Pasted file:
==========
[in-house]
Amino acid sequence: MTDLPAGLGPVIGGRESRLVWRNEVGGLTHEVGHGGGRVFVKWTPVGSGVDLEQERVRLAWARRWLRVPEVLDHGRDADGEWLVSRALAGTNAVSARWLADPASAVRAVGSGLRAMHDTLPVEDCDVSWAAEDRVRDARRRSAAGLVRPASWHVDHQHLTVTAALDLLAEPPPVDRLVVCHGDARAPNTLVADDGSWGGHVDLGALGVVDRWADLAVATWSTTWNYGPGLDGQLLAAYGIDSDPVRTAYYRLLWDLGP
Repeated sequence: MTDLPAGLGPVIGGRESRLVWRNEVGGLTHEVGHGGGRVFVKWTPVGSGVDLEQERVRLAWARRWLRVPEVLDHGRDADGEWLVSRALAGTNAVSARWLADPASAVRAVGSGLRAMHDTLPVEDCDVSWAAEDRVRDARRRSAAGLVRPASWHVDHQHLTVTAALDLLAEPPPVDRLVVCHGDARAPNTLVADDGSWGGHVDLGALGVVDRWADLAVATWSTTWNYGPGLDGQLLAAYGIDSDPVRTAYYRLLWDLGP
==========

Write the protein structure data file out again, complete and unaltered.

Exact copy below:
[in-house]
Amino acid sequence: MTDLPAGLGPVIGGRESRLVWRNEVGGLTHEVGHGGGRVFVKWTPVGSGVDLEQERVRLAWARRWLRVPEVLDHGRDADGEWLVSRALAGTNAVSARWLADPASAVRAVGSGLRAMHDTLPVEDCDVSWAAEDRVRDARRRSAAGLVRPASWHVDHQHLTVTAALDLLAEPPPVDRLVVCHGDARAPNTLVADDGSWGGHVDLGALGVVDRWADLAVATWSTTWNYGPGLDGQLLAAYGIDSDPVRTAYYRLLWDLGP
Repeated sequence: MTDLPAGLGPVIGGRESRLVWRNEVGGLTHEVGHGGGRVFVKWTPVGSGVDLEQERVRLAWARRWLRVPEVLDHGRDADGEWLVSRALAGTNAVSARWLADPASAVRAVGSGLRAMHDTLPVEDCDVSWAAEDRVRDARRRSAAGLVRPASWHVDHQHLTVTAALDLLAEPPPVDRLVVCHGDARAPNTLVADDGSWGGHVDLGALGVVDRWADLAVATWSTTWNYGPGLDGQLLAAYGIDSDPVRTAYYRLLWDLGP